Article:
The following comment was made by a fellow metalsmith when discussing the faceting on the tops of aiglets. “I see what you mean by faceted and that they are filed too thin to have any strength to act as a gripping method to hold onto the fiber. Most likely filed quickly and with little care since they are made quickly.”[3]

Extant Aiglets made with pliers

The aiglet depicted in Figure 30.65 from Cunningham, C. M., & Drury, P. J. (1985), figure 30.65 had cracked down its length and had several smaller pieces break off, and some were missing, during the journey from Chelmford, UK to Wisconsin, USA. When examined, the aiglet was determined to be a Type 2 aiglet where both sides of the metal is folded into the lace to securely hold it in place. Only one side of the seam made the trip. This inner part, having been protected from polishing, wear, and corrosion, clearly shows marks left by tools during the manufacturing process.

The edge has a pattern of bends suggesting it was folded over the lace, then crimped several times along its length by a small set of needle nose pliers to tightly grip the lace before the aiglet was bent into a round shape. It is possible it may have been done with a punch but that would take longer and involve more tools.

The top of the aiglet is on the right and the seam is at the bottom of the image. I believe the image below shows enough evidence to say pliers were used during the manufacturing of type 2 aiglets. It is possible pliers were also used in the manufacturing of type 3 aiglets.

Polishing Copper For Aiglets

Here is a link to a PDF about some research I have been doing about surface finishing on aiglets. Polishing Copper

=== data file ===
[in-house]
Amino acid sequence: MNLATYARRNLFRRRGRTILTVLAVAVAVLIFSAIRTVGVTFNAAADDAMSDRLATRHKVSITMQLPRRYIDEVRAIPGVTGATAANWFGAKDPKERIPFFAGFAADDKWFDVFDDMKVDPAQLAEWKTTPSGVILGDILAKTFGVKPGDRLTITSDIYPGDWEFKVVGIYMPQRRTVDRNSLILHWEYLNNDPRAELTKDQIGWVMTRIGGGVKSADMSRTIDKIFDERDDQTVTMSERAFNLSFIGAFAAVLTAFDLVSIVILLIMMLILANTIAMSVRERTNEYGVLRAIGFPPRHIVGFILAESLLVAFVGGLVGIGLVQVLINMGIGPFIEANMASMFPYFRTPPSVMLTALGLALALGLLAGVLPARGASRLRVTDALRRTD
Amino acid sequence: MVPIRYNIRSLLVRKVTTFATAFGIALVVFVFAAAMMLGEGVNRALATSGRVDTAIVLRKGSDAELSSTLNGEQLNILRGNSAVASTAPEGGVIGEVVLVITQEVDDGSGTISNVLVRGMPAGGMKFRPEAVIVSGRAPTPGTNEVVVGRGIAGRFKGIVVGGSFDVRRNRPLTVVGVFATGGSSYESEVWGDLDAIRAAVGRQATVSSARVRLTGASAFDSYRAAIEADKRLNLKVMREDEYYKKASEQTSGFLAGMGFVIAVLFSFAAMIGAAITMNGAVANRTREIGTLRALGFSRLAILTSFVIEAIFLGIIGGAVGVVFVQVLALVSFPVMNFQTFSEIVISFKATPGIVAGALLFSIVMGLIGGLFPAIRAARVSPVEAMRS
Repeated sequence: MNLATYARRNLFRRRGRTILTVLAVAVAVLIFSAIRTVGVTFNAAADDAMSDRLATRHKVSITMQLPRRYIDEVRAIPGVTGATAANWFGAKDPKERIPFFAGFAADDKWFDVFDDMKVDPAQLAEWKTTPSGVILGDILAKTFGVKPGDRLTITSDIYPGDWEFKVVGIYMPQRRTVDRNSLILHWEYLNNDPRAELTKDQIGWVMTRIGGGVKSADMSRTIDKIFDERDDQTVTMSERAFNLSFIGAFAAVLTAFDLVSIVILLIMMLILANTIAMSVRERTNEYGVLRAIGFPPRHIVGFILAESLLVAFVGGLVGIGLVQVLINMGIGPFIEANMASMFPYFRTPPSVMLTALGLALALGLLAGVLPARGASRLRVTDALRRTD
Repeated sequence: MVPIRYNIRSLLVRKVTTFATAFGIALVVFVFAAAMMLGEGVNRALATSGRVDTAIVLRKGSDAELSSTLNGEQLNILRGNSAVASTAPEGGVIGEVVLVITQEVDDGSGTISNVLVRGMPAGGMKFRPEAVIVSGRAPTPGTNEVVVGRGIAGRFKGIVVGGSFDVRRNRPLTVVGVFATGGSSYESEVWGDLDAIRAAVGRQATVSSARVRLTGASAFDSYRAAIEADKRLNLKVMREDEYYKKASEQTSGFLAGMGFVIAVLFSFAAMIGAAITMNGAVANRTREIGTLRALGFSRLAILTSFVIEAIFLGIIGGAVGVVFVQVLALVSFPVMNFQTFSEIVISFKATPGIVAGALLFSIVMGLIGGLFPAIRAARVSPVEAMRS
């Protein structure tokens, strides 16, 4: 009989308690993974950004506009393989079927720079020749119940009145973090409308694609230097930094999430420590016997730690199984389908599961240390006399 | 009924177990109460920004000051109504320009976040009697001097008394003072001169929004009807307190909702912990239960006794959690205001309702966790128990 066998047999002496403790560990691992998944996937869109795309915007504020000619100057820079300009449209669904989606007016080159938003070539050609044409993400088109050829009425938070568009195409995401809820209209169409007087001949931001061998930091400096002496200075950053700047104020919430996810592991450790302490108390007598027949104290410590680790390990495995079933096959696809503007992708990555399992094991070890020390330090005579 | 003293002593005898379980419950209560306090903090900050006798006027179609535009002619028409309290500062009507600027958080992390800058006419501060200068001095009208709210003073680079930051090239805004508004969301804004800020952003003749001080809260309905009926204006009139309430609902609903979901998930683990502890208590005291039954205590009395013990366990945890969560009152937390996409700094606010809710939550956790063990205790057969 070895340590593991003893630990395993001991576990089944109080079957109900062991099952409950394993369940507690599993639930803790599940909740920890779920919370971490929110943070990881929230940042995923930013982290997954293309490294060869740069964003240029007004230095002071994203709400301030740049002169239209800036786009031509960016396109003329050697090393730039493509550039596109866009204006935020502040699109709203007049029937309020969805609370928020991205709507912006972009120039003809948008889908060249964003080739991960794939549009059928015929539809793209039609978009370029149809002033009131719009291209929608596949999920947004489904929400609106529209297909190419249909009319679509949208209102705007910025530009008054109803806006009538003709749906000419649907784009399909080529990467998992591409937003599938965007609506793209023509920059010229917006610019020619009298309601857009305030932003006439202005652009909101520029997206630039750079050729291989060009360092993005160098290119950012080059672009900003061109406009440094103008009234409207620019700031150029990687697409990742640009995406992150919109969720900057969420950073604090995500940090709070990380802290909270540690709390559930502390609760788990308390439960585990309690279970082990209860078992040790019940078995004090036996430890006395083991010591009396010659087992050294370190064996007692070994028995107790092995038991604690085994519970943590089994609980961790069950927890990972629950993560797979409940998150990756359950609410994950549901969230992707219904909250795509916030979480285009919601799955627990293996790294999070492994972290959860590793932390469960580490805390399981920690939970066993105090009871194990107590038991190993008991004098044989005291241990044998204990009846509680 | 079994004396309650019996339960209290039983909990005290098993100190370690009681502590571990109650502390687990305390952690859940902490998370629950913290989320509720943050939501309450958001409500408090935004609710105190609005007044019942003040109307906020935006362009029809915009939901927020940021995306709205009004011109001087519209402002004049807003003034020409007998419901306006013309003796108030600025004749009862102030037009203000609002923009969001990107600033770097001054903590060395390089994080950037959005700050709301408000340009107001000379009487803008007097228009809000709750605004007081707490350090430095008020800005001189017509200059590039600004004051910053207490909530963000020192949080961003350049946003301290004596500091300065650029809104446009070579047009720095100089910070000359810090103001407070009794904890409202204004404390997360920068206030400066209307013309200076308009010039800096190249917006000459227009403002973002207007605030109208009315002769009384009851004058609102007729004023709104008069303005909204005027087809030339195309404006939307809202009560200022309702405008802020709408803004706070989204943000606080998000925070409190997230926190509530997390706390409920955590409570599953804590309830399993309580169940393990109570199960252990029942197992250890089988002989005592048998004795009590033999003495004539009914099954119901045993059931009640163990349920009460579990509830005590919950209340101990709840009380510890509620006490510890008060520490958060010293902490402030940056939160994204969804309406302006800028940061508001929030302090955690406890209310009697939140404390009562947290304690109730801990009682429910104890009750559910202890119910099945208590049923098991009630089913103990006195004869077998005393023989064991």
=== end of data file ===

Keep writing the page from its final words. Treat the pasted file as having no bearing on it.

Jerry's Basic Jewelry Bench-work 4: Making Aiglets

If you are a historical reenactor, making aiglets can be hard to do if you have never done it. This video will show you how to take a flat piece of brass and form a completed aiglet. This video works on the assumption that you have already made a mandrel, pattern and have cut out some blanks.
The video entitled "Making Aiglets" is available on YouTube at this address:

Jerry's Basic Jewelry Bench - work 6: Making type 3 aiglets

Making type 3 aiglets. This is an early version. I think this works well still but I will add
The video entitled "Jerry's Basic Jewelry Bench - work 6: Making type 3 aiglets" is available on YouTube at this address:

Jerry's Basic Jewelry Bench-Work 8: Finishing the ends of aiglets

A short video explaning how to finish off the ends of aiglets. This shows how to file and sand them after they are made.
The video entitled "Jerry's Basic Jewelry Bench-Work 8: Finishing the ends of aiglets" is available on YouTube at this address:


  1. ^(Dress Accessories, c. 1150- c. 1450 (Medieval Finds from Excavations in London) [Paperback] by Geoff Egan, Frances Pritchard. Page 283.)
  2. ^ (Claude Blair and John Blair, “Copper Alloy” in ‘English medieval Industries’, ed. J. blair and N. Ramsey (London, Hambleton) figure 124)
  3. ^ (Messenger. (n.d.). Retrieved June 11, 2017, From FaceBook Messenger conversation with Georgia Panaritis. Montréal, Canada.)